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Cayambe at first light.  I was told we were near the rocky outcrop before I gave up on life

As we descended we could see the team ahead of us also turning around and making their way back down.  We found out later that they had to turn around higher up on the mountain because they couldn’t find their way through the densely packed crevasses, so perhaps the summit of Cayambe wouldn’t have been in the cards for us anyway.  We took the bumpy road back down to the dense air in Quito at 9,000 feet and I felt much better (and therefore more angry at myself for turning around, forgetting my malaise).

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Descending Cayambe at dawn.  Antisana and Cotopaxi visible on the horizon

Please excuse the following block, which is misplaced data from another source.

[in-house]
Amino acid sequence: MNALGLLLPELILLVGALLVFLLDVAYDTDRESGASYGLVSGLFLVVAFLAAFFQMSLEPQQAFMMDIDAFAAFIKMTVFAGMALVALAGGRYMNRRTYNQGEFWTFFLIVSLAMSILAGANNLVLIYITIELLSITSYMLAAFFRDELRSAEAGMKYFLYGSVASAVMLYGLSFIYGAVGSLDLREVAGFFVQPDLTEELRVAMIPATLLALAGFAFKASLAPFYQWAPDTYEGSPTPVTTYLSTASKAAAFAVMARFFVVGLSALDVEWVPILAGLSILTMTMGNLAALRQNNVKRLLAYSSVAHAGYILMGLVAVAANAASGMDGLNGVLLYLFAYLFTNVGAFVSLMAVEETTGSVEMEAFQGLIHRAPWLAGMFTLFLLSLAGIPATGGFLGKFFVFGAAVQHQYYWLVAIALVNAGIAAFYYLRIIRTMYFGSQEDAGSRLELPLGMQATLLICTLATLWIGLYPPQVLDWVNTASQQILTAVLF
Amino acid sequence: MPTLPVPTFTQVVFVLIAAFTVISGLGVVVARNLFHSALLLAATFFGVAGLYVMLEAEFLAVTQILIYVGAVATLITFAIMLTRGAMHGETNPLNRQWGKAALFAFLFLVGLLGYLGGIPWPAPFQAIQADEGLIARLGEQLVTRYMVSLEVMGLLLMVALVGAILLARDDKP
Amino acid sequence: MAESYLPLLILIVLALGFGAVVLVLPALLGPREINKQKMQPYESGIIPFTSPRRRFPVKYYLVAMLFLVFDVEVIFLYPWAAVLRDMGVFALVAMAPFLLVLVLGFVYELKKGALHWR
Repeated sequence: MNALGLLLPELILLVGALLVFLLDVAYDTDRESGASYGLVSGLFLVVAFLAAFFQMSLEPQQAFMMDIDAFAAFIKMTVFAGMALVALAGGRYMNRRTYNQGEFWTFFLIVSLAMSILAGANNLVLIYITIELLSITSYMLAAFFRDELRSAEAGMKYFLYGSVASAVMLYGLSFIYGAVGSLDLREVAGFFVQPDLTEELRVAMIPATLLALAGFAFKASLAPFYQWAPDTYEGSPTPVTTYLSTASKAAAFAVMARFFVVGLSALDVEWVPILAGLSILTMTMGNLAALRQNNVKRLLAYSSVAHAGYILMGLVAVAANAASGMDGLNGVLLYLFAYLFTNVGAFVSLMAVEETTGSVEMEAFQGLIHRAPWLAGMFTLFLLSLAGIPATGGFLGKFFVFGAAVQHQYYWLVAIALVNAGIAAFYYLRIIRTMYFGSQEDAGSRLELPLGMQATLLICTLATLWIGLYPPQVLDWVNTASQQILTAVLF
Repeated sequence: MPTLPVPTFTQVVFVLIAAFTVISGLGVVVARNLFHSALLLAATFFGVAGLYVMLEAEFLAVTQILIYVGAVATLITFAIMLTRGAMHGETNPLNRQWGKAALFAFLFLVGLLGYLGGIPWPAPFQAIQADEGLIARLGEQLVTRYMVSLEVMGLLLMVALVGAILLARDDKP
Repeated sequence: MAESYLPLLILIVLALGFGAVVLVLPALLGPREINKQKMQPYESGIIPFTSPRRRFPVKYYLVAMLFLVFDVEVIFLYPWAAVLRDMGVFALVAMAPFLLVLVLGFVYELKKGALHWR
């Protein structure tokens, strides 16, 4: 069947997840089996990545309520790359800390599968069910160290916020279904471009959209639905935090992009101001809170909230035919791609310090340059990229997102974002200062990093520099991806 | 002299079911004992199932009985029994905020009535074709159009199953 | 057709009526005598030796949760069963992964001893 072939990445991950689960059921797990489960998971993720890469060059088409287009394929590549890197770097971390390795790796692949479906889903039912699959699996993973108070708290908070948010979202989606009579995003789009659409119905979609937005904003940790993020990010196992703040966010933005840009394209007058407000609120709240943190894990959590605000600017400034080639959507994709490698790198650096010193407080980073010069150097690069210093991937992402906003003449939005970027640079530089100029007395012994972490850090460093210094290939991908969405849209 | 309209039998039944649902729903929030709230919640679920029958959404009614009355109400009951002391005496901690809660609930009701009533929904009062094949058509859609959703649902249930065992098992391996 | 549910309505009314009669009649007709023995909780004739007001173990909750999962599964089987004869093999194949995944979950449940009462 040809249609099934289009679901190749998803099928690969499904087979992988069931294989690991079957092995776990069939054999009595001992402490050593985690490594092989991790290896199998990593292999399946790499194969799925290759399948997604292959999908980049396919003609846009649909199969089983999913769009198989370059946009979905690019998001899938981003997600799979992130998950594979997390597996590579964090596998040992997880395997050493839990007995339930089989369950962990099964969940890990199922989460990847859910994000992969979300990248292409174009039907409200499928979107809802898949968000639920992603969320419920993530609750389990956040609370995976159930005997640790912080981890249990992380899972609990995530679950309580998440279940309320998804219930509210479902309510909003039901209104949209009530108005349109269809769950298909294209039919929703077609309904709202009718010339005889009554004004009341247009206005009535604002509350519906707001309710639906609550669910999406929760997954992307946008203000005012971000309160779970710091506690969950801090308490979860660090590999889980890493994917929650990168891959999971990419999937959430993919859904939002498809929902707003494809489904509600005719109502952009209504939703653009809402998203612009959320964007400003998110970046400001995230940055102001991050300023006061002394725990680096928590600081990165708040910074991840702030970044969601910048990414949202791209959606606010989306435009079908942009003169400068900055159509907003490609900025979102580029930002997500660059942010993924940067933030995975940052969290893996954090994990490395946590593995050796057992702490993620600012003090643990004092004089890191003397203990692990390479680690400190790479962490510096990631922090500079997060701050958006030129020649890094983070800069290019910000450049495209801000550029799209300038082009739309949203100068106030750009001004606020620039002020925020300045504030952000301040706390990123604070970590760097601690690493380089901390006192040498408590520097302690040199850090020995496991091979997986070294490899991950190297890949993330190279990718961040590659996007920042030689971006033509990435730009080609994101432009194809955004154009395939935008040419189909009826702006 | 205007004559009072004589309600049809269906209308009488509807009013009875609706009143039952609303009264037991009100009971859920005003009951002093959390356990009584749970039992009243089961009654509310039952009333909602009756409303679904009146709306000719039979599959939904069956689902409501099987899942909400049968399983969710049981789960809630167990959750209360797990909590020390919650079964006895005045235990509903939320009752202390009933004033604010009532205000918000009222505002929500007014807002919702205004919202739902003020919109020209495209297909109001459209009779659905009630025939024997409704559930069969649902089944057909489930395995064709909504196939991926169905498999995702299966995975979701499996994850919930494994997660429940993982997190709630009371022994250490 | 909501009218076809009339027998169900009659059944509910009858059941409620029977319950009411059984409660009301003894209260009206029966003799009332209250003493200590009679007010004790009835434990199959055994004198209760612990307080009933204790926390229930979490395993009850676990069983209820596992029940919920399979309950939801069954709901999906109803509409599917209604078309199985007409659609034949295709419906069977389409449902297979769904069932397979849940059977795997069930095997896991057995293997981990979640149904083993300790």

Our trip to Ecuador didn’t go as planned but I’m not giving up on high altitude climbing just yet.  For the next trip, I’m going to plan on more acclimatization hikes than we had on this trip, and also take my training more seriously (because I’m not genetically gifted in the endurance department like some people… ::cough::).  Lessons learned.  Until next time, y’all.  Thanks for reading.

 

 

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7 thoughts on “Ecuador volcano fail times and lessons learned

  1. Hey, you’re still alive and, as you say, you’re not as genetically gifted. Been struggling with that one for years. I always arrive on the summit of the lowly 14ers way after someone else. Bummer!!!!

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  2. Eagle-2 says:

    Can someone please make David aware that hiking pants have been invented and that he need not persist with blue jeans? This attire does lend itself to his “hipster” image, however.

    Like